The fearsome Spiritflesh enter the physical domain again with a chasmic, steeply absorbing debut album of spectral, tribal dub noise for No Corner
Also known as studio mediums Julian Smith (October) and Boris English (Borai), Spiritflesh is kind of their answer to Coil’s ElpH - a presence that inhabits the wires and circuitry of their well-stocked recording space, and which may be summoned by the most arcane, unconscious and secretive productive techniques. Of course, then again it may just be their imaginations, but who knows what’s real or not these days.
Working at a metaphysical crossroads between Radiophonic exploration and the pharmaceutical experimentation of ‘80s and ‘90s dark ambient on one level, while also nodding to the output of Lee ‘Scratch Perry’s Black Ark as much as Conny’s Studio in the Bavarian forest and the legendary Dome facilities on another, the results speak to a time out of joint and out of place, resonating with a timeless psychoacoustic dread that only comes from endless hours of spell casting at the desk.
The sounds inside really come alive with amplification, projecting a phantasmic play of electro-acoustic apparitions that lurch from and recede into its murky layers. Taking a hold with the gnashing drums and banking noise of ‘Crib’, the LP rolls into unfathomably abyssal electro-dub space in ‘Ever Impeding Doom’, tripping down the labyrinthine arps of ‘Sentient’ before plumbing dankest levels of post-punk dread a la Bourbons Qualk with ‘Beneath The Clouded Veil’, and shoring us up in a hyperreal, heatsick simulacra of tropical no-mans-land with a Ballardian descriptive relish in ‘Nothing Will Ever Be The Same Again’.
Remastered and available to download for the first time, Stereolab’s wittily titled 2nd single, ‘Stunning Debut Album’
Revolves the songs ‘Doubt’, a frothy Gallic psych-pop bubbler, and the grungier indie jangle of ‘Changer’.
De Grandi, Mani Festo, and Denham Audio have a fine stab at suturing Filter Dread’s ruptured grime instrumentals
De Grandi turns ‘Corrupt Floppy’ into a wicked whirr of trilling claps and percolated subs gelled with smooth, stick and squeaky synth lines. Mani Festo ramps ‘M25’ to a sort of hyper grime-meets-ghetto tech and jungle style compatible with Proc Fiskal and jungle-footwork styles. Denham Audio resets ‘Beyond Saturn’ with his own, glutinous, dark garage swagger.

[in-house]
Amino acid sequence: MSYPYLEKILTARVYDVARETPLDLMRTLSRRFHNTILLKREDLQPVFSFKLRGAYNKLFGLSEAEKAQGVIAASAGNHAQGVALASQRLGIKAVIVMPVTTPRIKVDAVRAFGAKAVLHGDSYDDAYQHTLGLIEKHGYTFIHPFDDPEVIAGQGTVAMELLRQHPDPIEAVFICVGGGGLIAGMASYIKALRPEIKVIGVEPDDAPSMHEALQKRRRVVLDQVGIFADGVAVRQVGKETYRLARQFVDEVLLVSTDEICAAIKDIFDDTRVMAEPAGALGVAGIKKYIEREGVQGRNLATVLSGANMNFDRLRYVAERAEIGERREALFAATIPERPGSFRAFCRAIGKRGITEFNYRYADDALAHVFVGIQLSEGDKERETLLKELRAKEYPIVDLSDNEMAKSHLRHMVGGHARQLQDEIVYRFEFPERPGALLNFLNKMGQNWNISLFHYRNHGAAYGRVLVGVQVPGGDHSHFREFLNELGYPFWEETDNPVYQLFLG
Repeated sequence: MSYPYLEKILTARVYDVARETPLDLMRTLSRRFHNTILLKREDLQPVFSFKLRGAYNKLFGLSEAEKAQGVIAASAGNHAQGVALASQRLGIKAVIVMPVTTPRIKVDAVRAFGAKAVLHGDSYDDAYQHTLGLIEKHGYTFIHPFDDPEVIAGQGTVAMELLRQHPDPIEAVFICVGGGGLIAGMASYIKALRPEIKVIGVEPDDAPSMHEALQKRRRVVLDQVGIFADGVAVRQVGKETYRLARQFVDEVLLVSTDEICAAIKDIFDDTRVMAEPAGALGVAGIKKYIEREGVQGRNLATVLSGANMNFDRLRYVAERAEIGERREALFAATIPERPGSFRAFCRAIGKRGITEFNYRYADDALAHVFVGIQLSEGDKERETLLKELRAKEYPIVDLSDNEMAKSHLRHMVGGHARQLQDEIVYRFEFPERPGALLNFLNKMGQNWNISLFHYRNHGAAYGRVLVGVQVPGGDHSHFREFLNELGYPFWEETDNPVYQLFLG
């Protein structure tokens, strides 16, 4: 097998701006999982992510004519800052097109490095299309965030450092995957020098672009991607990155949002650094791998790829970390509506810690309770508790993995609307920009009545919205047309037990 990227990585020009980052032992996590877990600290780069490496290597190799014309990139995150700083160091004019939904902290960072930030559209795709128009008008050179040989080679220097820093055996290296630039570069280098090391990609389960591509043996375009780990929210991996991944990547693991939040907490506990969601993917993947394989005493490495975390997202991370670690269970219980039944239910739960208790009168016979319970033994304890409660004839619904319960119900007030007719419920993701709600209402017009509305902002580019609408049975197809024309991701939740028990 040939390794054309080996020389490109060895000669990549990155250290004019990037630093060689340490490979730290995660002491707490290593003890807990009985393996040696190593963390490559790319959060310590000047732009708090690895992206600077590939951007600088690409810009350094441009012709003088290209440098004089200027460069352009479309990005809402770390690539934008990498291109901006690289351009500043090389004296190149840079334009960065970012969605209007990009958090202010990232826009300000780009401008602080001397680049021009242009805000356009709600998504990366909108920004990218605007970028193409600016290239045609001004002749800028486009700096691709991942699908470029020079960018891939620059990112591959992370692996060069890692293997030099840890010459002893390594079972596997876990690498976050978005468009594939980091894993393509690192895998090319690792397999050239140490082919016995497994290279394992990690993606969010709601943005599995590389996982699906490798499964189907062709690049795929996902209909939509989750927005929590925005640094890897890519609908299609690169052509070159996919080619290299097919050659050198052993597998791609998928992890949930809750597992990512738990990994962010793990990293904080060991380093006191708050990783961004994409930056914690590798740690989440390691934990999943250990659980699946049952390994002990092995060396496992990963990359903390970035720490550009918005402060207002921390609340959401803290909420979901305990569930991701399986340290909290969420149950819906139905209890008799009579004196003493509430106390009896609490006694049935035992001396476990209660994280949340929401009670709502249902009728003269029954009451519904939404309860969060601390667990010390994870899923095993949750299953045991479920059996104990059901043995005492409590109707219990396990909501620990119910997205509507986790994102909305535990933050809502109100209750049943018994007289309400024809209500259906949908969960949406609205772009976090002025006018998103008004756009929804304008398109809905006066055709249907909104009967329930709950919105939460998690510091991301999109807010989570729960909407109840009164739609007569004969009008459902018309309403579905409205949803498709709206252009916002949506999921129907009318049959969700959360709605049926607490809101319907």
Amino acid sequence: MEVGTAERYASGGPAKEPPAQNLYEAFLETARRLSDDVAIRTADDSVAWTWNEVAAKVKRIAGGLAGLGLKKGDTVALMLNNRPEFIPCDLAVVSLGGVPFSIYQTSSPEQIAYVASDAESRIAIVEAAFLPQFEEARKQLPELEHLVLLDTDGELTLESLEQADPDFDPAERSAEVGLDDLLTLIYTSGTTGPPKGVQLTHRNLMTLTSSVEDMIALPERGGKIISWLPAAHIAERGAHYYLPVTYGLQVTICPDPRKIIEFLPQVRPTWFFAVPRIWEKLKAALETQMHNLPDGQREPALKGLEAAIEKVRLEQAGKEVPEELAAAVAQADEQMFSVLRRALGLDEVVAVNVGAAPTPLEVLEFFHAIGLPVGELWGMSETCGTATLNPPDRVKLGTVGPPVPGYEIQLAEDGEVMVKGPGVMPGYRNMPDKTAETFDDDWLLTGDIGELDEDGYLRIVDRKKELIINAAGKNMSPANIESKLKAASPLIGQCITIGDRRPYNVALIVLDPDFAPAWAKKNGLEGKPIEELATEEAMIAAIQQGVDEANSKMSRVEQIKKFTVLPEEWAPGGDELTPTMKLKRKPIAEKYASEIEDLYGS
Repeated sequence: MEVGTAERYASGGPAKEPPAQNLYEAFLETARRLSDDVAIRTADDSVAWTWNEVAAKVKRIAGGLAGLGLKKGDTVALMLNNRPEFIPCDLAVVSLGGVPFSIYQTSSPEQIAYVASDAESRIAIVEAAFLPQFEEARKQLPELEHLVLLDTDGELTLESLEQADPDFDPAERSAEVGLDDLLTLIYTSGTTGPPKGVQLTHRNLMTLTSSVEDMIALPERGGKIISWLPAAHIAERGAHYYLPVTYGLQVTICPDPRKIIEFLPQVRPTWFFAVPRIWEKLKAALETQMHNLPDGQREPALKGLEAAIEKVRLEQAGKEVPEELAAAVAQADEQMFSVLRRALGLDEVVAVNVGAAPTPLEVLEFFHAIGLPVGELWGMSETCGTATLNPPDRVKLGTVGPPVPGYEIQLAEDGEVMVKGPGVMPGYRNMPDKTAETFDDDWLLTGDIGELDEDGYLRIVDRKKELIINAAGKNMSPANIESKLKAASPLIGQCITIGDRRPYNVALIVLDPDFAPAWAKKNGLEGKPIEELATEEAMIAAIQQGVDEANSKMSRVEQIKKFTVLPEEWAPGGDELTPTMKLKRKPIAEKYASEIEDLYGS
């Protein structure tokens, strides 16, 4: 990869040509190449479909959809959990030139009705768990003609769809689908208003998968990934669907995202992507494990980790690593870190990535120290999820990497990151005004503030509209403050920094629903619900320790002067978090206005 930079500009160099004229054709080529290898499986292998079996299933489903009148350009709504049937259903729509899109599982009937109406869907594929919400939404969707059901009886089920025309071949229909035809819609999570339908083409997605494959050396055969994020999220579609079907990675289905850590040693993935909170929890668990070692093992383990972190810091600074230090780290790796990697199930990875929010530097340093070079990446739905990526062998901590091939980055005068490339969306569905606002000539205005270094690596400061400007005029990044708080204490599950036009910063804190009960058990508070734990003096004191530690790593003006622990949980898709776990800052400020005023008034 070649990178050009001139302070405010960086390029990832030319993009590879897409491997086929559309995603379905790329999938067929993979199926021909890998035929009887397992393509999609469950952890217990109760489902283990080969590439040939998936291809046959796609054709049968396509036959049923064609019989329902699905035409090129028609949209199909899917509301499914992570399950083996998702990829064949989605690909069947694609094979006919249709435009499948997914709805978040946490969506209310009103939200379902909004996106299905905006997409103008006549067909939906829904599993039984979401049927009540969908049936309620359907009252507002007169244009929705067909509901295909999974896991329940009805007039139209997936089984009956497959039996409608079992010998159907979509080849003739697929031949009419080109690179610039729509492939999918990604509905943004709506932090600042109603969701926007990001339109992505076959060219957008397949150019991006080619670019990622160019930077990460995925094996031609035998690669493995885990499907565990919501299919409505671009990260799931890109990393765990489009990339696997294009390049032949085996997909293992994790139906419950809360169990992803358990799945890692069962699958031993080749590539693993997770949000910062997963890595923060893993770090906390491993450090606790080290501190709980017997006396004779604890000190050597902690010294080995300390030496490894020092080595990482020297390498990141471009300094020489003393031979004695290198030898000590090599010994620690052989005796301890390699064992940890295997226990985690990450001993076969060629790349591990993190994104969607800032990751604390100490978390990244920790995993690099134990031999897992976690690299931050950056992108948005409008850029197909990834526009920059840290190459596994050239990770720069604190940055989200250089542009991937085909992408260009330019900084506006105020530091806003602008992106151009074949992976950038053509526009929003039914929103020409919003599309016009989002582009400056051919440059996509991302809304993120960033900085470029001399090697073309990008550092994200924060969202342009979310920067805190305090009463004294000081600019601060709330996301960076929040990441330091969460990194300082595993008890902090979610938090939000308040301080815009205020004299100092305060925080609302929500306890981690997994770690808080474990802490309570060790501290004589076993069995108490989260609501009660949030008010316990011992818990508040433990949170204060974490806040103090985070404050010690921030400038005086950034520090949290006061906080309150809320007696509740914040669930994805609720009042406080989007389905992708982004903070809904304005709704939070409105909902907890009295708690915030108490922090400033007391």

Footwork dons DJ Spinn and DJ Phil exert ace remixes on Scratcha DVA’s hook-ups with R&B starlet Clara Le San
‘Take It All’ is ramped up and rent with flared chords and flying groove by DJ Spinn, and, fresh from inclusion on Kode 9 and Burial’s amazing Fabric mix, DJ Phil sends ‘Pink22’ reeling into the circle with rapid subbass pulses and delicious vocal chops to icy cool but delirious effect.
The legendary first Stereolab EP, remastered and available to download for the first time
‘Super 45’  was initially issued on 10” in edition of 800 and then only available via mail-order and Rough Trade shops.
E.M.M.A. delivers the first pearl on her Pastel Prism label
Following on from her massive ‘Mindmaze/Pumpkin Emoji’  12” - a massive anthem around these parts - ‘Liberty’ finds her on a low key dembow bump, coaxing synthetic harpsichord and bubbling arps into a deep blue, ancient-futurist meditation.
A total peach comes back into circulation with Holger Czukay’s beguiling, heavily grooving ‘Full Circle’, starring crucial input from his Can bandmate Jaki Liebzeit on drums and Jah Wobble weilding the bass
Instantly loveable for the grooving punk-disco ear worm of album opener ‘How Much Are They? - a big anthem in mid ‘80s Belgium and elsewhere - listeners will also encounter the muggy dub of ‘Where’s The Money?’ and the playfully exotic concrète-jazz-funk of ‘Full Circle R.P.S. (No. 7)’, along with a ghostly blues piece ‘Mystery R.P.S. (No. 8)’ on a classic Can tip, and the psychedelic come-down of ‘Twilight World’.
Stone cold classic!
Amazing jazz slab from Japan, 1983, feat drummer Takeo Moriyama and a crack squad of players. First time vinyl reissue (also available on CD) of a highly sought-after 2nd hand release
“BBE Music is proud to present the next instalment in the J Jazz Masterclass Series: ‘East Plants’ by Takeo Moriyama, one of Japan’s finest jazz drummers.